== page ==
Q: What is your vision for Cleveland Clinic’s basic research efforts in ophthalmology?

Dr. Anand-Apte: Our department is committed to improving the understanding of the molecular and cellular basis of vision loss and using that knowledge to develop therapeutics. Currently we have teams investigating macular degeneration (both juvenile and age-related), diabetic retinopathy, retinopathy of prematurity, retinitis pigmentosa, ciliopathies, uveal melanoma and corneal disorders.

Cole Eye Institute is uniquely designed to house both clinicians and basic science investigators under one roof. This close collaboration provides a huge value, not to mention enables the involvement of patients in our work.

In order to further our impact, I expect that we will increase the number of both lab researchers and physician investigators. Because Cole Eye Institute is already known for its work in retinal disease, my goal is to build on our strengths and expand research teams investigating macular degeneration, diabetic retinopathy and inherited degenerations (pediatric retinal disease). In addition, we will build our research program in glaucoma and corneal disorders.

I also plan to develop our use of bioinformatics. Cole Eye Institute has a huge patient population with lots of data that could be invaluable across our retina, glaucoma and cornea research teams. Efforts in gene and cell therapy will be a big push as well.

We also have a very grateful patient population that has generously supported our innovative work through philanthropic gifts. We understand the importance of philanthropy and how it can help move a bold idea into a research protocol that can gain ongoing support from entities such as the NEI/NIH.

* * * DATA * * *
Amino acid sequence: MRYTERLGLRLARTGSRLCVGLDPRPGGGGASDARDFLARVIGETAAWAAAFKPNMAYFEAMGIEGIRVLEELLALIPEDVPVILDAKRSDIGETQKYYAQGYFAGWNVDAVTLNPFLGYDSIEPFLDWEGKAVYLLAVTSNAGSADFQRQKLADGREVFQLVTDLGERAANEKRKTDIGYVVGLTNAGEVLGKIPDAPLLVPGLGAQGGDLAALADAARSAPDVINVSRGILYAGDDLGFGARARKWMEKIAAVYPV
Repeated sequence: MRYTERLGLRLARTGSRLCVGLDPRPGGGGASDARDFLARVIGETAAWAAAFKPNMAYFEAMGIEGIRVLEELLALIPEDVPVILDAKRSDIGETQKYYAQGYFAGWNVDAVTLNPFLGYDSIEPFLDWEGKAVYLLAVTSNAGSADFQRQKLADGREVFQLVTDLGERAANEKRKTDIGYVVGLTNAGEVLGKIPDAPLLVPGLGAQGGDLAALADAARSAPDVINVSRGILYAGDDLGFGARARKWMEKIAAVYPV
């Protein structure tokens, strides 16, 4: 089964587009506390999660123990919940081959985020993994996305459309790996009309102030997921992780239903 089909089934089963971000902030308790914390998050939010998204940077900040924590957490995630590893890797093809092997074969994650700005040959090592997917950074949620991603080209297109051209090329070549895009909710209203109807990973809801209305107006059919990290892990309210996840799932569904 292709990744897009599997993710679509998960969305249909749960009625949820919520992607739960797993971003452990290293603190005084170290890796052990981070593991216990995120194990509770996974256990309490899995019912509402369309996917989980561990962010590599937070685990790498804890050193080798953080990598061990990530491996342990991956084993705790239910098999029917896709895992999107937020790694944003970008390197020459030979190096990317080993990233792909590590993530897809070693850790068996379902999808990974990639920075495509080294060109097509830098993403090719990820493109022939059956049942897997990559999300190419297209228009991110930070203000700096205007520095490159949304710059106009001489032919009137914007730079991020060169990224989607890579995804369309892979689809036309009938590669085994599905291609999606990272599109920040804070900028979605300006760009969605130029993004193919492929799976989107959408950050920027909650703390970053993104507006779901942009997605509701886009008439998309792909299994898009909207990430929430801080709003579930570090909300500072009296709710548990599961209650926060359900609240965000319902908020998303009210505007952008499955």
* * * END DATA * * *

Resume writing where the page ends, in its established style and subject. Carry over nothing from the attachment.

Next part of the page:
Q: What are the current trends in basic ophthalmic research? Where do you see research headed?

Dr. Anand-Apte: Ophthalmology is blazing a trail with gene therapy. It is one of the few areas of medicine where gene therapy has worked so far. Cell therapy is not far behind.  

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I think the future of ophthalmic research will center on gene therapy. The eye is unique because you can deliver gene therapy straight to the eye, straight into the cells you are targeting. With other diseases, you need to deliver gene therapy systemically, which can cause adverse effects. Systemic effects are usually not a major concern when treating eye disease.

Progress toward elimination of vision loss will be made when we invite collaboration between basic scientists, clinicians and patients. It takes those three groups working together. Research isn’t just “bench to bedside.” It really is clinic to bench and then back to clinic. Without patient involvement — which helps us understand disease and its issues — researchers cannot begin to unravel how to diagnose and treat disease. It is important that patients realize they are part of the research process and that researchers realize the incredible value patients bring.

That collaborative, patients-first model is already in practice at Cleveland Clinic. As the ophthalmology field at large incorporates that model, research can move faster. The COVID-19 pandemic has taught us that when there is an urgent need, we can do things at an incredibly fast pace. COVID vaccines were developed in one year while previous vaccines took 15 years or longer. If we have that same urgency for vision disorders, who knows what we can achieve?